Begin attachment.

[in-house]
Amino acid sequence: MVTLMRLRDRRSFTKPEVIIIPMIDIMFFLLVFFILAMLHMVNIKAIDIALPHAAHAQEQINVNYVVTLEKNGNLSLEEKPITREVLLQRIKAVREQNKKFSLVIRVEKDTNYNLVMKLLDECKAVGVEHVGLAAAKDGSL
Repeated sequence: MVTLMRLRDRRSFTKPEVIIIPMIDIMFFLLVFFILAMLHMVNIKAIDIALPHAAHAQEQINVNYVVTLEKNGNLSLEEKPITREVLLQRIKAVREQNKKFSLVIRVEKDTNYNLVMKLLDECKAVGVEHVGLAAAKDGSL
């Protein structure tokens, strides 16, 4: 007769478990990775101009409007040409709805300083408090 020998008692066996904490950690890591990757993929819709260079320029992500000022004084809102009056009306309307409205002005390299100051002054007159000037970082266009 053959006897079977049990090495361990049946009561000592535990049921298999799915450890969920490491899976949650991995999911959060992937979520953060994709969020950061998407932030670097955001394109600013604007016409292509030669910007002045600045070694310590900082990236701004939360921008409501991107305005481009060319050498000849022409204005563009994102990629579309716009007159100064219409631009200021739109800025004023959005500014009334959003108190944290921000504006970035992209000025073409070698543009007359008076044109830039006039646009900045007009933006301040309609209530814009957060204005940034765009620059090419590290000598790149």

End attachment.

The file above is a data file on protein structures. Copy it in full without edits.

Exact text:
[in-house]
Amino acid sequence: MVTLMRLRDRRSFTKPEVIIIPMIDIMFFLLVFFILAMLHMVNIKAIDIALPHAAHAQEQINVNYVVTLEKNGNLSLEEKPITREVLLQRIKAVREQNKKFSLVIRVEKDTNYNLVMKLLDECKAVGVEHVGLAAAKDGSL
Repeated sequence: MVTLMRLRDRRSFTKPEVIIIPMIDIMFFLLVFFILAMLHMVNIKAIDIALPHAAHAQEQINVNYVVTLEKNGNLSLEEKPITREVLLQRIKAVREQNKKFSLVIRVEKDTNYNLVMKLLDECKAVGVEHVGLAAAKDGSL
């Protein structure tokens, strides 16, 4: 007769478990990775101009409007040409709805300083408090 020998008692066996904490950690890591990757993929819709260079320029992500000022004084809102009056009306309307409205002005390299100051002054007159000037970082266009 053959006897079977049990090495361990049946009561000592535990049921298999799915450890969920490491899976949650991995999911959060992937979520953060994709969020950061998407932030670097955001394109600013604007016409292509030669910007002045600045070694310590900082990236701004939360921008409501991107305005481009060319050498000849022409204005563009994102990629579309716009007159100064219409631009200021739109800025004023959005500014009334959003108190944290921000504006970035992209000025073409070698543009007359008076044109830039006039646009900045007009933006301040309609209530814009957060204005940034765009620059090419590290000598790149």